Research finds private label foods contains less salt

Many supermarket private label foods contain “consistently and substantially” less salt than more expensive branded products, new research claims.

A study of more than 15,000 products by the George Institute for Global Health found salt content was an average 24 per cent lower in desserts, 24 per cent in biscuits, 22 per cent in processed meats and 7 per cent in breads. Researchers tested products from the shelves of Coles, Woolworths, ALDI and IGA.

salt super market

Cakes, pastries, muffins, cheese, ready meals and processed fish were also among the foods tested. Breakfast cereal was the only category to buck the trend, with salt content in private label products found to be an average 37 per cent higher.

The study, conducted over three years and published in the journal Nutrients this month, did not compare overall nutritional value, leading the authors to advise consumers to still judge foods on their individual merits. But lead author, Helen Trevena, said the study could shift perceptions in the supermarket aisles.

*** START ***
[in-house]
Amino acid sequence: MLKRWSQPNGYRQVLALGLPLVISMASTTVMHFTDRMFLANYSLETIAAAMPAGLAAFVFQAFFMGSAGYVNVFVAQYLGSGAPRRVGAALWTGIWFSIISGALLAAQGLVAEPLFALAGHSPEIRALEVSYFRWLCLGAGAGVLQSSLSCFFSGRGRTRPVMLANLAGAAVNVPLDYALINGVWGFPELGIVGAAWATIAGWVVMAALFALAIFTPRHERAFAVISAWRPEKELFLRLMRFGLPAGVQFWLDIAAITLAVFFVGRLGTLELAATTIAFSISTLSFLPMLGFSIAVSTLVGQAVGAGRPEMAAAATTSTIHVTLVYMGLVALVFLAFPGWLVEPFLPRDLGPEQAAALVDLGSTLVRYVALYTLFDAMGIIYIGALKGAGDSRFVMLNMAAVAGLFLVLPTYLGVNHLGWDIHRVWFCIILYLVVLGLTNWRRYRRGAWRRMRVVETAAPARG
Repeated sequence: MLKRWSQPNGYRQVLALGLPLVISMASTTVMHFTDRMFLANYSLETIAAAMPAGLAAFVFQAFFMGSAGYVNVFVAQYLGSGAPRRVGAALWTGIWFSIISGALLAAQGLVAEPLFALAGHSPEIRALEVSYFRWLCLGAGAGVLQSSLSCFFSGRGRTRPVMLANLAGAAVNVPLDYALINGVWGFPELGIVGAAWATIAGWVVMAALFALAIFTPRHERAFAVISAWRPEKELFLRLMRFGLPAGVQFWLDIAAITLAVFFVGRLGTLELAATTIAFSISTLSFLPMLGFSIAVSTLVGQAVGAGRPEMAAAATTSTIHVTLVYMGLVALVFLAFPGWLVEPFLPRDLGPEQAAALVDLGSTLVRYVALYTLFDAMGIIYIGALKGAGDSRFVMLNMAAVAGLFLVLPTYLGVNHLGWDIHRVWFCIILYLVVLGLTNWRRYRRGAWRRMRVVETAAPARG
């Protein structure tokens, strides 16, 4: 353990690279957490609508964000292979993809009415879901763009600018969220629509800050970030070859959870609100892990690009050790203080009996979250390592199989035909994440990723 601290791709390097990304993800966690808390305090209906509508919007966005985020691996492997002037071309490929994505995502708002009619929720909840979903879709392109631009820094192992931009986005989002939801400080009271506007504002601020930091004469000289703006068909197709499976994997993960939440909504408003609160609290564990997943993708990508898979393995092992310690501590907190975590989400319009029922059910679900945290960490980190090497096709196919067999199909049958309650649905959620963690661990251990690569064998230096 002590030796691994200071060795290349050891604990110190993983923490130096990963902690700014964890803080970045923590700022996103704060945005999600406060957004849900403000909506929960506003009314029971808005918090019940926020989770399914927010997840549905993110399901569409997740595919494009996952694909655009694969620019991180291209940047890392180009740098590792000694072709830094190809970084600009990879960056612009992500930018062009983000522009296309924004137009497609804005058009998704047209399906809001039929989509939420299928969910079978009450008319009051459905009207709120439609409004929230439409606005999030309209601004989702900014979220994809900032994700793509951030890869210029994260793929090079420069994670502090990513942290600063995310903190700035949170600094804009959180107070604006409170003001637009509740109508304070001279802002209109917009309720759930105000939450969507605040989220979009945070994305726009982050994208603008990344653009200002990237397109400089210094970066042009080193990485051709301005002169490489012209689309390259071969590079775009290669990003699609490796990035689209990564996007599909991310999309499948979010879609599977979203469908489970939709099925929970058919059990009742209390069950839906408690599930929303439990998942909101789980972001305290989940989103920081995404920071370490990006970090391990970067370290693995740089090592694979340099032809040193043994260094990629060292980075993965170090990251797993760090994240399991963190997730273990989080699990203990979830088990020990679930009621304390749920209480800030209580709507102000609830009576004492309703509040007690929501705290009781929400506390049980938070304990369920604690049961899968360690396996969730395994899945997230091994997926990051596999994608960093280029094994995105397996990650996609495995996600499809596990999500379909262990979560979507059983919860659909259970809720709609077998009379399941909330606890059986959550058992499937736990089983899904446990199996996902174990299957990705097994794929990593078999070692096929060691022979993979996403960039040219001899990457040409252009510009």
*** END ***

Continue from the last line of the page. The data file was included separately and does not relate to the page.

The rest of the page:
“The general opinion among consumers is that supermarket brands are of an inferior quality, but this research shows that is not always the case in regard to salt,” Ms Trevena said.

“We looked at thousands of products across the major supermarket chains in 2011 and 2013 and found that when it comes to salt content, supermarket private label products can be a lower salt option.

“This is good news, especially for families shopping on tight budgets who are more likely to buy private label products, but are also most likely to suffer from health problems caused by high blood pressure.”

Are private label products better quality?

The study will be received as good news by the supermarket giants amid a renewed focus on private label brands. According to IBISWorld, private label products now account for approximately 30 per cent of grocery sales in Australia – a number that is expected to increase further in the coming years. However, that percentage is still significantly lower than in some parts of Europe – where private labels account for as much as 53 per cent of grocery sales – and in the USA where the number is 35 per cent.

A Canstar Blue study on supermarket shopping habits found that almost one in four consumers have switched supermarkets in the last year, with the majority looking to save money. It also found that 44 per cent of consumers are tending to buy private label products over branded goods, while 59 per cent believe they are often of equal quality.

For the second year in a row, the survey of almost 3,000 shoppers found ALDI was rated highest of the big supermarket chains for overall customer satisfaction.

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